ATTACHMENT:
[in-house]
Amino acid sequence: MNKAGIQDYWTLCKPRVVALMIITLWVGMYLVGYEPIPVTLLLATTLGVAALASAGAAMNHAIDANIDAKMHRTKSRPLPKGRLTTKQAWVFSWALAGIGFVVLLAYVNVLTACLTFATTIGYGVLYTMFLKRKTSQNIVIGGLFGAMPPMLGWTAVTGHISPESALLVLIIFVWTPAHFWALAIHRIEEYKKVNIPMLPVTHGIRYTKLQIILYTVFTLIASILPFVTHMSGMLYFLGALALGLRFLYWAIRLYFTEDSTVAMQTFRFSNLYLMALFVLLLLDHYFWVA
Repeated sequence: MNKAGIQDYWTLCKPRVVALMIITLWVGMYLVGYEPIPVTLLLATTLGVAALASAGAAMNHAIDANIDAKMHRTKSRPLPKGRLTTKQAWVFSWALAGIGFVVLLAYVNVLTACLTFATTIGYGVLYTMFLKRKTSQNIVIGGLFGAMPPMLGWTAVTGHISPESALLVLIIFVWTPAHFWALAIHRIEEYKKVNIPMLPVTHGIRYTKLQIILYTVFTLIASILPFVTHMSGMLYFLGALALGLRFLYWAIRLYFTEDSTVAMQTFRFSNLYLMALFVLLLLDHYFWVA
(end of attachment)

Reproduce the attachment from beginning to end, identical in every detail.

[in-house]
Amino acid sequence: MNKAGIQDYWTLCKPRVVALMIITLWVGMYLVGYEPIPVTLLLATTLGVAALASAGAAMNHAIDANIDAKMHRTKSRPLPKGRLTTKQAWVFSWALAGIGFVVLLAYVNVLTACLTFATTIGYGVLYTMFLKRKTSQNIVIGGLFGAMPPMLGWTAVTGHISPESALLVLIIFVWTPAHFWALAIHRIEEYKKVNIPMLPVTHGIRYTKLQIILYTVFTLIASILPFVTHMSGMLYFLGALALGLRFLYWAIRLYFTEDSTVAMQTFRFSNLYLMALFVLLLLDHYFWVA
Repeated sequence: MNKAGIQDYWTLCKPRVVALMIITLWVGMYLVGYEPIPVTLLLATTLGVAALASAGAAMNHAIDANIDAKMHRTKSRPLPKGRLTTKQAWVFSWALAGIGFVVLLAYVNVLTACLTFATTIGYGVLYTMFLKRKTSQNIVIGGLFGAMPPMLGWTAVTGHISPESALLVLIIFVWTPAHFWALAIHRIEEYKKVNIPMLPVTHGIRYTKLQIILYTVFTLIASILPFVTHMSGMLYFLGALALGLRFLYWAIRLYFTEDSTVAMQTFRFSNLYLMALFVLLLLDHYFWVA